Fixed Income Basics: Three Reasons to Hold Bonds in a Portfolio
What functions are bonds playing in an investment portfolio? Read on to explore three primary reasons why investors might choose to allocate a portion of their portfolio to fixed income instruments.
Then & Now
May 3, 2022
The current environment illustrates how quickly market conditions can change. Read on for an update from George Smith, Chairman of the Investment Policy Committee.
Public Relations PRimer: How to Get Your News Out
Every successful business will eventually have to deal with the press. Watch as veteran journalists Andy Poarch and Greg Gilligan teach us the ropes with a presentation titled “Public Relations Primer: How to Get Your News Out.”
A Lightning Round on Markets
March 21, 2022
Much has transpired since our late February update when Russia’s invasion of Ukraine commenced. Interestingly, however, markets are now higher than they were at the timing of that update. Read on for an update from George Smith, Chairman of the Investment Policy Committee. Click below to read the full update
Kiplinger: Davenport Equity Opportunity Hunts for Cash Generators
The Davenport Equity Opportunities Fund (DEOPX) was recently profiled by Kiplinger. Read on as they analyze how DEOPX’s hunt for cash generators has led to benchmark-busting results.
Fixed Income Viewpoints: Russia, Volatility and Rate Hikes
March 2, 2022
To say February was a volatile month may be the understatement of the year. Read on for an update from Davenport Asset Management’s Fixed Income Team.
Markets and the Situation in Ukraine
February 24, 2022
Markets had already been on shaky footing so far this year and news of Russia’s invasion of Ukraine has accelerated declines. Read on for an update from George Smith, Chairman of the Investment Policy Committee.
Investing In Your Organization’s Success
As a part of Davenport Asset Management’s Virtual Investor Summit Series, Scott Andrews-Weckerly and Beth Vann-Turnbull recently spoke over Zoom to discuss “Investing in Your Organization’s Success: Strategic Planning for Sustainability”.
The first quarter brought investors yet another curve ball with Russia’s invasion of Ukraine. This sent shockwaves through global markets and added to already notable inflation pressures, while also casting a new light on international investing. Meanwhile, the Federal Reserve raised interest rates as policymakers began to reign in monetary stimulus. Markets ultimately proved more resilient than one might expect given these circumstances, with energy and commodity-related stocks leading the way. While the S&P 500® Index and Russell 2000® Index were down 12% and 14% at one point during the quarter, they finished down 4.6% and 7.5%, respectively. It’s worth noting, however, that the major indices belie underlying weakness in the market. Many stocks, especially in riskier corners of the market, have experienced steep declines.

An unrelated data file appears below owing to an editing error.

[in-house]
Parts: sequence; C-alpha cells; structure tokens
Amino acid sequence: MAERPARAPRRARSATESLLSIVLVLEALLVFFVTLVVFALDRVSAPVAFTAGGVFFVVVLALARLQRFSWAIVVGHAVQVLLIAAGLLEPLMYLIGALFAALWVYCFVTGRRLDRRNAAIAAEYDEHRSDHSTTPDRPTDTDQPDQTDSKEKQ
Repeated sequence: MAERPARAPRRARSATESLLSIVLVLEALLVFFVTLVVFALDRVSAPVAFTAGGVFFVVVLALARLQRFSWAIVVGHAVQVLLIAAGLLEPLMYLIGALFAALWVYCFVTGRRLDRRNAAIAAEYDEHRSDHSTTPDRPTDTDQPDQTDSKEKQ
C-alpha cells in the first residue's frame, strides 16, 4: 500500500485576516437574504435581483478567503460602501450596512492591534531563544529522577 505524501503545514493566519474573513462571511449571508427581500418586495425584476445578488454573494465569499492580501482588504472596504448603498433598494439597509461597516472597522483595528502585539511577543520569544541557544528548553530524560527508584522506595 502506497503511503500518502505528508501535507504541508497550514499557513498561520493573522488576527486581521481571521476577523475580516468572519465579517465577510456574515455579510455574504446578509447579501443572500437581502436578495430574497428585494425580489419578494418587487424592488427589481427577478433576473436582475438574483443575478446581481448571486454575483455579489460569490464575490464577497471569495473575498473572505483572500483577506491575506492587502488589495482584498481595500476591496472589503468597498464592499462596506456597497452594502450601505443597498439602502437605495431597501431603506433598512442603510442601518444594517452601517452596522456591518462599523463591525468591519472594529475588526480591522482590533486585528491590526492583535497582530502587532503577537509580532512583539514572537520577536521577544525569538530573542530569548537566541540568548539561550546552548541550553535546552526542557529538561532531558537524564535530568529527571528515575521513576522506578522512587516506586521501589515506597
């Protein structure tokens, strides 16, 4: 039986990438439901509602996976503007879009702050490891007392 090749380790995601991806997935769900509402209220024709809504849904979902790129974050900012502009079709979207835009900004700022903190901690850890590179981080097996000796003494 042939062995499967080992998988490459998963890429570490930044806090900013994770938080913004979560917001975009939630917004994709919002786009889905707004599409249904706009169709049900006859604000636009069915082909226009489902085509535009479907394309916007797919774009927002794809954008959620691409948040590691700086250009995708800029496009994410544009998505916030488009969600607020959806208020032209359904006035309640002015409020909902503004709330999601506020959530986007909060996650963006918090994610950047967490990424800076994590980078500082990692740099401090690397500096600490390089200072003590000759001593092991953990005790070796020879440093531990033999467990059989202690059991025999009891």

Another year is in the books and what a wild year it was. Indeed, 2021 was quite an encore for 2020. We had a riot at the Capitol, vaccine introduction, economic “re-opening”, meme stock rally, the SPAC craze, supply chain snarls, widespread inflationary pressures, the Delta variant and more recently the Omicron variant. Many, including us, thought it would be difficult for investors’ risk appetites to sustain levels reached in late 2020. While some speculative pockets of the market weakened, there was no broad-based let down and we saw surprising gains powered by improved economic growth, accommodative policy and abundant liquidity. The S&P 500® Index finished the year up a stunning 28.7% while the Russell 2000® Index advanced 14.8%. Our equity portfolios also enjoyed solid gains for the year.
We are three-quarters of the way through 2021, and stocks are holding onto meaningful gains. As of September 30, the S&P 500® Index was up 15.9% year-to-date while the Russell 2000® Index had gained 12.4%. The third quarter itself was a bit more subdued, with the S&P up 0.6% and Russell down 4.4%. We were pleased to see solid relative performance from our portfolios as market conditions became more tumultuous. Stocks initially powered through headwinds associated with the Delta variant, but weakened late in the quarter alongside fears surrounding supply chain disruptions, waning economic stimulus and rising interest rates. In fact, the S&P was down 4.7% for the month of September. We think such a breather may be healthy given the torrid pace of gains through August, when the S&P seemed on pace for a record number of new highs in a year.